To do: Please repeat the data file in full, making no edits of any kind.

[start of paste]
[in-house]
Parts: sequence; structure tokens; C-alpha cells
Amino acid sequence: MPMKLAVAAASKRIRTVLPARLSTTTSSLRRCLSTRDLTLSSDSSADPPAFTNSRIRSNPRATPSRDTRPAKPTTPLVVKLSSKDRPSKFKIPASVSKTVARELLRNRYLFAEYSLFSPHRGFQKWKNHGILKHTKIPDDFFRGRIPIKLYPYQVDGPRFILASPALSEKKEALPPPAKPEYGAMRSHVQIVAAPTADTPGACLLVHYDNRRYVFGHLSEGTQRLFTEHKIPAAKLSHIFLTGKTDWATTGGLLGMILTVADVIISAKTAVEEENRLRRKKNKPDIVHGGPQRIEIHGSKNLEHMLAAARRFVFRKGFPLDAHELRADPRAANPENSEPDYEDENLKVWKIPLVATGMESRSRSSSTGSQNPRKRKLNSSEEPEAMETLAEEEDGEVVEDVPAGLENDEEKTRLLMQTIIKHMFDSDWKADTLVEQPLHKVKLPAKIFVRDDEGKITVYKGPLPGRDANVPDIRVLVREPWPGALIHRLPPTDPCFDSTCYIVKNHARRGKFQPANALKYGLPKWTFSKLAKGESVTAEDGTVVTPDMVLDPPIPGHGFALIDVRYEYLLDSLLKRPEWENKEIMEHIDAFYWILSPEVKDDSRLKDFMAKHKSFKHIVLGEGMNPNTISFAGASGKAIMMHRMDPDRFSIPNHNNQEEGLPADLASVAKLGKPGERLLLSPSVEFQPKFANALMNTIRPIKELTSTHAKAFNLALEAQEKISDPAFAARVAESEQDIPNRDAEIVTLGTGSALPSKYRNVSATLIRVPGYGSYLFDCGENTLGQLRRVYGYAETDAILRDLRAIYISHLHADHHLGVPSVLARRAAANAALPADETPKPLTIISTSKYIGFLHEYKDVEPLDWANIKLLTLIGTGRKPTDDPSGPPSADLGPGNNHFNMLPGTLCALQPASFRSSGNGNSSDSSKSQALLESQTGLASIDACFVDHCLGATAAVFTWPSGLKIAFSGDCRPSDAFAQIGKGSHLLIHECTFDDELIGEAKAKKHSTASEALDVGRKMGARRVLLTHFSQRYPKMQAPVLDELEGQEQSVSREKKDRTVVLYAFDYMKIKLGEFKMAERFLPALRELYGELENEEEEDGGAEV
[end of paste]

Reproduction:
[in-house]
Parts: sequence; structure tokens; C-alpha cells
Amino acid sequence: MPMKLAVAAASKRIRTVLPARLSTTTSSLRRCLSTRDLTLSSDSSADPPAFTNSRIRSNPRATPSRDTRPAKPTTPLVVKLSSKDRPSKFKIPASVSKTVARELLRNRYLFAEYSLFSPHRGFQKWKNHGILKHTKIPDDFFRGRIPIKLYPYQVDGPRFILASPALSEKKEALPPPAKPEYGAMRSHVQIVAAPTADTPGACLLVHYDNRRYVFGHLSEGTQRLFTEHKIPAAKLSHIFLTGKTDWATTGGLLGMILTVADVIISAKTAVEEENRLRRKKNKPDIVHGGPQRIEIHGSKNLEHMLAAARRFVFRKGFPLDAHELRADPRAANPENSEPDYEDENLKVWKIPLVATGMESRSRSSSTGSQNPRKRKLNSSEEPEAMETLAEEEDGEVVEDVPAGLENDEEKTRLLMQTIIKHMFDSDWKADTLVEQPLHKVKLPAKIFVRDDEGKITVYKGPLPGRDANVPDIRVLVREPWPGALIHRLPPTDPCFDSTCYIVKNHARRGKFQPANALKYGLPKWTFSKLAKGESVTAEDGTVVTPDMVLDPPIPGHGFALIDVRYEYLLDSLLKRPEWENKEIMEHIDAFYWILSPEVKDDSRLKDFMAKHKSFKHIVLGEGMNPNTISFAGASGKAIMMHRMDPDRFSIPNHNNQEEGLPADLASVAKLGKPGERLLLSPSVEFQPKFANALMNTIRPIKELTSTHAKAFNLALEAQEKISDPAFAARVAESEQDIPNRDAEIVTLGTGSALPSKYRNVSATLIRVPGYGSYLFDCGENTLGQLRRVYGYAETDAILRDLRAIYISHLHADHHLGVPSVLARRAAANAALPADETPKPLTIISTSKYIGFLHEYKDVEPLDWANIKLLTLIGTGRKPTDDPSGPPSADLGPGNNHFNMLPGTLCALQPASFRSSGNGNSSDSSKSQALLESQTGLASIDACFVDHCLGATAAVFTWPSGLKIAFSGDCRPSDAFAQIGKGSHLLIHECTFDDELIGEAKAKKHSTASEALDVGRKMGARRVLLTHFSQRYPKMQAPVLDELEGQEQSVSREKKDRTVVLYAFDYMKIKLGEFKMAERFLPALRELYGELENEEEEDGGAEV